Uzbekistan signs MOU with Watergen in battle against water shortages

Uzbekistan Minister of Innovation Ibrohim Abdurakhmonov signed the agreement, along with Watergen Vice President of Marketing and Sales Michael Rutman.

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November 2, 2019 16:02
2 minute read.
Uzbekistan signs an MOU with Watergen.

Uzbekistan signs an MOU with Watergen.. (photo credit: WATERGEN)

Uzbekistan's government signed a memorandum of understanding with Israeli-based company Watergen on Tuesday so as to use their unique air-to-water technology to battle water shortages in the country.

The agreement states that thousands of Watergen's GEN-M water generators will be dispatched all around Uzbekistan in areas facing water shortages.

Uzbekistan Minister of Innovation Ibrohim Abdurakhmonov signed the agreement, along with Watergen Vice President of Marketing and Sales Michael Rutman.

"In light of Uzbekistan's water shortage, Uzbekistan desperately needs technology such as that provided by Watergen in order to improve its water sector," said Ukzebsitan Deputy Prime Minister Aziz Abdukhakimov.

Rutman said, "We are giving the people of Uzbekistan a very safe and simple alternative for dealing with a very difficult problem they are facing. Our technology offers the people of Uzbekistan a method to acquire freshwater on a daily basis.

In May, the GEN-M was tested at an orphanage in Bukhara. "Uzbekistan's water utility company was thrilled with our water from air solution and requested to run pilots in several other regions of Uzbekistan, said Watergen President Dr. Michael Mirilashvili.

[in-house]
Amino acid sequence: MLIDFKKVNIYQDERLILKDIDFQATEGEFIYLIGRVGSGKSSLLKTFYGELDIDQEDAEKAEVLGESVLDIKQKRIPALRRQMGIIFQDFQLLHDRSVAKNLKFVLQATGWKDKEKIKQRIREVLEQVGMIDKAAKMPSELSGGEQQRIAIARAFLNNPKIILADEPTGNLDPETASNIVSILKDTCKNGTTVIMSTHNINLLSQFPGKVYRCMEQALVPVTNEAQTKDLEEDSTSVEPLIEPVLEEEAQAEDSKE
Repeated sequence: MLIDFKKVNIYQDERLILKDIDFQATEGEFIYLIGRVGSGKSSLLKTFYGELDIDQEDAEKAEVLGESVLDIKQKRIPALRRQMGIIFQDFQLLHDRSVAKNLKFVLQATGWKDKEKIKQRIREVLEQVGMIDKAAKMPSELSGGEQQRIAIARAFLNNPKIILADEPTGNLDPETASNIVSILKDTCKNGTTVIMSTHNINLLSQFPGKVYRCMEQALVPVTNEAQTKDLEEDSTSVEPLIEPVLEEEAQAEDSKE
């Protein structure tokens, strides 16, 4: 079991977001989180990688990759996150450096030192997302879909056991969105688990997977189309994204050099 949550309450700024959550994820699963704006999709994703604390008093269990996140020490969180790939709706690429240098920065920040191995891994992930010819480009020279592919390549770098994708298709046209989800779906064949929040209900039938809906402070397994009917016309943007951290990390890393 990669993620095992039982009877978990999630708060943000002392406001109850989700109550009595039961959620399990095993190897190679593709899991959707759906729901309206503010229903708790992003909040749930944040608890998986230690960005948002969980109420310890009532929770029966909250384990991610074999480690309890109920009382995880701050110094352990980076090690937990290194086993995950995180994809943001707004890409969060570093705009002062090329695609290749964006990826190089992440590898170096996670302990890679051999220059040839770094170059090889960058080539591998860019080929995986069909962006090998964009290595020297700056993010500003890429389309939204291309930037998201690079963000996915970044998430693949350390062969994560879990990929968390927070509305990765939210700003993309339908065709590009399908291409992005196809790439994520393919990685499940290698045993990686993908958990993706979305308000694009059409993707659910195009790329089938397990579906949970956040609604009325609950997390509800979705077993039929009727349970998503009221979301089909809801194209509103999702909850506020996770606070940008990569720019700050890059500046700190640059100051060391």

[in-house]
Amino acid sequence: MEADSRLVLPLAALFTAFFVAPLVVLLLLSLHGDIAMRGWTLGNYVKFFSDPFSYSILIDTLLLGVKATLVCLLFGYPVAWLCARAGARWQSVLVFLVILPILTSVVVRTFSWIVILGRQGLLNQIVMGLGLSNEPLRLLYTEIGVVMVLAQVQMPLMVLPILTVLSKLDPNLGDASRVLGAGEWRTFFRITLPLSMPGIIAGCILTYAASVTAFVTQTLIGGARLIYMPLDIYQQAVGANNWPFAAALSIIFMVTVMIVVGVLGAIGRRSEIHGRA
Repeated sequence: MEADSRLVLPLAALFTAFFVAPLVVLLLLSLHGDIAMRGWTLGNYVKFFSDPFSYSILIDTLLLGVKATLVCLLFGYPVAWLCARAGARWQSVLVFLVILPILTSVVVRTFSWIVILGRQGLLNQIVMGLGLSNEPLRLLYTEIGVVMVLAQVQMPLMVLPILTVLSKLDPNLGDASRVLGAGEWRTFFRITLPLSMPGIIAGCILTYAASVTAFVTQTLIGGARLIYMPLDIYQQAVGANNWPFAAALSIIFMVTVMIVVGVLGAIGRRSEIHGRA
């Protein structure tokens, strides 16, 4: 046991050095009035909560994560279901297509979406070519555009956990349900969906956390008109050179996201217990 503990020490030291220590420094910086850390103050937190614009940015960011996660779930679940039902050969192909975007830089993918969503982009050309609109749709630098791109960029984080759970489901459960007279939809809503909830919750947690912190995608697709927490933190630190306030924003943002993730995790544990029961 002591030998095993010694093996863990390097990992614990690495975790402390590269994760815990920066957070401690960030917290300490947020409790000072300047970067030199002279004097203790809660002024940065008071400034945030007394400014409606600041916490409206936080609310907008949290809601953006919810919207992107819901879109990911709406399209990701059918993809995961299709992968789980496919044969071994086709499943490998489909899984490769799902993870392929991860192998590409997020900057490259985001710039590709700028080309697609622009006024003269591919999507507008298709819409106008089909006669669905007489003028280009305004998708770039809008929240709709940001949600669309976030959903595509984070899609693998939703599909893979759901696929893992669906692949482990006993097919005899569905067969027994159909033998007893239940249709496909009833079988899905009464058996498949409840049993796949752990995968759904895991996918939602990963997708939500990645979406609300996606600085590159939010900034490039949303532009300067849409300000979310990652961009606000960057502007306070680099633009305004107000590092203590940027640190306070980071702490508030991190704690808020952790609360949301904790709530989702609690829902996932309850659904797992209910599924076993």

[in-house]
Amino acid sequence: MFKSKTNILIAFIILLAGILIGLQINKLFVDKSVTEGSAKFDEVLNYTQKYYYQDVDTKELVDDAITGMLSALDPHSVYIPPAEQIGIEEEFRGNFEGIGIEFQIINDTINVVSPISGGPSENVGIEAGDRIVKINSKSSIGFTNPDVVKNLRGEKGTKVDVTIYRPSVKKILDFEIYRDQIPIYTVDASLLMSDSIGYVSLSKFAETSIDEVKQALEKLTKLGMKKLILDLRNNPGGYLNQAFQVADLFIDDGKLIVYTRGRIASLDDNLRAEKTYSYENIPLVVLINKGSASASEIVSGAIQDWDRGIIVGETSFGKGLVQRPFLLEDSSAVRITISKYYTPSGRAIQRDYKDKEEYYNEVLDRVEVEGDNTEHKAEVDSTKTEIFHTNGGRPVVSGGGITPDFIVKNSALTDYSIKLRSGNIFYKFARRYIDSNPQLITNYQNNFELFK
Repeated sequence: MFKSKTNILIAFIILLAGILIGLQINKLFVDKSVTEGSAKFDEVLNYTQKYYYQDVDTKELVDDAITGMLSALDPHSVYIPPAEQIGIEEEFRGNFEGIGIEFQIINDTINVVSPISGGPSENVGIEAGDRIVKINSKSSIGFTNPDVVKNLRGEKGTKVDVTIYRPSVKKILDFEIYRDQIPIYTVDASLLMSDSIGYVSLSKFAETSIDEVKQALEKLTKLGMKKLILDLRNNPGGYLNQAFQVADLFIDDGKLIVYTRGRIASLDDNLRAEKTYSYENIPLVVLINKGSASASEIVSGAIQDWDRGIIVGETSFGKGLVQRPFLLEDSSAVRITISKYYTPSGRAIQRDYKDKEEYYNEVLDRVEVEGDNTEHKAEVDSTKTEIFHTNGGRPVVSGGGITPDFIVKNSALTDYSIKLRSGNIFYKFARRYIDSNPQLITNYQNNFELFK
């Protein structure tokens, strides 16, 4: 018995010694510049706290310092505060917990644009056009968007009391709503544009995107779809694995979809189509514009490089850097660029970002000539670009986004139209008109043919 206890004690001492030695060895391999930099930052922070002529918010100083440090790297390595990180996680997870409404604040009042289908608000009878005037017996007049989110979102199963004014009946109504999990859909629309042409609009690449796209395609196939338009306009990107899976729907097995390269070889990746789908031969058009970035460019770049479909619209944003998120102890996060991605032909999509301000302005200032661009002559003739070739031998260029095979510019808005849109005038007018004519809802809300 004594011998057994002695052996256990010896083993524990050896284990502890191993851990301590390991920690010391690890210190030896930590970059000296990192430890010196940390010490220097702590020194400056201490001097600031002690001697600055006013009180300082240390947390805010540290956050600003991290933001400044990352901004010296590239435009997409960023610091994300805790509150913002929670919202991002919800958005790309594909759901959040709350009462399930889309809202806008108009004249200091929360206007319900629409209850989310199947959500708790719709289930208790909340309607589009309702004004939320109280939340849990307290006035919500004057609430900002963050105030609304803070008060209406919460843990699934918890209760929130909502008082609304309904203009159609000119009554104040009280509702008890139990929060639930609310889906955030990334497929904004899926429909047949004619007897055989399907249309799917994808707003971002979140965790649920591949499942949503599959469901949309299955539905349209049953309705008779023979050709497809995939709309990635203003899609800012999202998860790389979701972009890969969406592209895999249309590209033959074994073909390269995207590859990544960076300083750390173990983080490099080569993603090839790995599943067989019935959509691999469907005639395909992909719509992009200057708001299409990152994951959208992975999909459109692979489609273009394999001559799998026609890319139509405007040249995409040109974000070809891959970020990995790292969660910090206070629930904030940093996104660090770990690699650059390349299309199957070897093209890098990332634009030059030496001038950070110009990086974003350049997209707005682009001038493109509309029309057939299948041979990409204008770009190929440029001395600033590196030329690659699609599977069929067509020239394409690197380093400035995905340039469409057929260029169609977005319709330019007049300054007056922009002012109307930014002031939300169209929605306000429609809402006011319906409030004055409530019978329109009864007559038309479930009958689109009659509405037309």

In September, a Watergen machine was installed in the legendary, 700-year-old palace of the prince of Monaco.

Watergen was created in Rishon Lezion in 2009 and has developed technology that can turn atmospheric water into safe water. GEN-350, the water generator created by the company, can produce up to 900 liters of water per day. It weighs a mere 800 kilograms, making the system transportable and easily installable.

"Our main target is to save and improve people's lives all around the world," Mirilashvili told The Jerusalem Post in March. "We also aim to remove plastic from earth, to reduce the global carbon footprint, and of course make our planet cleaner and safer."

“We created a product that can really be the next source of drinking water,” Pasik told the Post in 2017.

“All these countries that have the water shortages have a humid and hot climate,” Pasik said. “We take all the humidity from the air and extract the water.”

Watergen additionally partnered with the community of Flint, Michigan, in the hopes of helping out with the Flint water crisis, where the city's water was polluted with lead.

The company developed a disaster response vehicle in January for providing fresh water to disaster zones in a partnership with the Red Cross.


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